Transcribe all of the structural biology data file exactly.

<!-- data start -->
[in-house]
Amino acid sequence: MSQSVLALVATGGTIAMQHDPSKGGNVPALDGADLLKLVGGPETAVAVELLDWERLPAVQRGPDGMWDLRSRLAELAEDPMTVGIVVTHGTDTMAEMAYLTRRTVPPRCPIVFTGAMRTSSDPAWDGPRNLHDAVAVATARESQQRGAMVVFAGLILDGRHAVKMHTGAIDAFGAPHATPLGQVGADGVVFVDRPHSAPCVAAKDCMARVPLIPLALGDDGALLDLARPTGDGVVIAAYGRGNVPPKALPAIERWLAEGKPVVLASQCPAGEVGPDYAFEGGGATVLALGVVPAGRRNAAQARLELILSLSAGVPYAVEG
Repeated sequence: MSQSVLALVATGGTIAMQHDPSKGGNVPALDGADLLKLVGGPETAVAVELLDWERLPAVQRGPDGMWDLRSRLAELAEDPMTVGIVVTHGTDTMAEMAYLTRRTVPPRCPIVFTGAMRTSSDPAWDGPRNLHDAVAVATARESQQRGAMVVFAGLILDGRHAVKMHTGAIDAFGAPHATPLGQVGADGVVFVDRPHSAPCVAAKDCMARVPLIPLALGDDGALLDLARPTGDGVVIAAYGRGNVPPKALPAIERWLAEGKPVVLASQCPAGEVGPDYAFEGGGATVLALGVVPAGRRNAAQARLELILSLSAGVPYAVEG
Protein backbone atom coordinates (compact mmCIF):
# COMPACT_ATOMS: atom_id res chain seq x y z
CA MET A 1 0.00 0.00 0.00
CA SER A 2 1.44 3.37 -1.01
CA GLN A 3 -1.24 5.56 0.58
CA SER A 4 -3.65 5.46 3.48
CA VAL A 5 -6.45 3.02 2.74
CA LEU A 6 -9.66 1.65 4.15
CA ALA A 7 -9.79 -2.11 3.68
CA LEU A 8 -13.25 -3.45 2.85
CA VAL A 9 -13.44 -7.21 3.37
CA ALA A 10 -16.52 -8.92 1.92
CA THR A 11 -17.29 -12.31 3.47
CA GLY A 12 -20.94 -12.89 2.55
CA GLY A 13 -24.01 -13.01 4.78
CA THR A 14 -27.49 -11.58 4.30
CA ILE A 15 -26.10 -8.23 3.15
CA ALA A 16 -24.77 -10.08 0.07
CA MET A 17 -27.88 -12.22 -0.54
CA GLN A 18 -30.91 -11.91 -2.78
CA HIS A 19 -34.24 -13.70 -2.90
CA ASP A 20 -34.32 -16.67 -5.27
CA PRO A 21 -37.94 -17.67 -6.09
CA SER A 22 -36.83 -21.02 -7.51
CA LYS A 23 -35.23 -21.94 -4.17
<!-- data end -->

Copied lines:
[in-house]
Amino acid sequence: MSQSVLALVATGGTIAMQHDPSKGGNVPALDGADLLKLVGGPETAVAVELLDWERLPAVQRGPDGMWDLRSRLAELAEDPMTVGIVVTHGTDTMAEMAYLTRRTVPPRCPIVFTGAMRTSSDPAWDGPRNLHDAVAVATARESQQRGAMVVFAGLILDGRHAVKMHTGAIDAFGAPHATPLGQVGADGVVFVDRPHSAPCVAAKDCMARVPLIPLALGDDGALLDLARPTGDGVVIAAYGRGNVPPKALPAIERWLAEGKPVVLASQCPAGEVGPDYAFEGGGATVLALGVVPAGRRNAAQARLELILSLSAGVPYAVEG
Repeated sequence: MSQSVLALVATGGTIAMQHDPSKGGNVPALDGADLLKLVGGPETAVAVELLDWERLPAVQRGPDGMWDLRSRLAELAEDPMTVGIVVTHGTDTMAEMAYLTRRTVPPRCPIVFTGAMRTSSDPAWDGPRNLHDAVAVATARESQQRGAMVVFAGLILDGRHAVKMHTGAIDAFGAPHATPLGQVGADGVVFVDRPHSAPCVAAKDCMARVPLIPLALGDDGALLDLARPTGDGVVIAAYGRGNVPPKALPAIERWLAEGKPVVLASQCPAGEVGPDYAFEGGGATVLALGVVPAGRRNAAQARLELILSLSAGVPYAVEG
Protein backbone atom coordinates (compact mmCIF):
# COMPACT_ATOMS: atom_id res chain seq x y z
CA MET A 1 0.00 0.00 0.00
CA SER A 2 1.44 3.37 -1.01
CA GLN A 3 -1.24 5.56 0.58
CA SER A 4 -3.65 5.46 3.48
CA VAL A 5 -6.45 3.02 2.74
CA LEU A 6 -9.66 1.65 4.15
CA ALA A 7 -9.79 -2.11 3.68
CA LEU A 8 -13.25 -3.45 2.85
CA VAL A 9 -13.44 -7.21 3.37
CA ALA A 10 -16.52 -8.92 1.92
CA THR A 11 -17.29 -12.31 3.47
CA GLY A 12 -20.94 -12.89 2.55
CA GLY A 13 -24.01 -13.01 4.78
CA THR A 14 -27.49 -11.58 4.30
CA ILE A 15 -26.10 -8.23 3.15
CA ALA A 16 -24.77 -10.08 0.07
CA MET A 17 -27.88 -12.22 -0.54
CA GLN A 18 -30.91 -11.91 -2.78
CA HIS A 19 -34.24 -13.70 -2.90
CA ASP A 20 -34.32 -16.67 -5.27
CA PRO A 21 -37.94 -17.67 -6.09
CA SER A 22 -36.83 -21.02 -7.51
CA LYS A 23 -35.23 -21.94 -4.17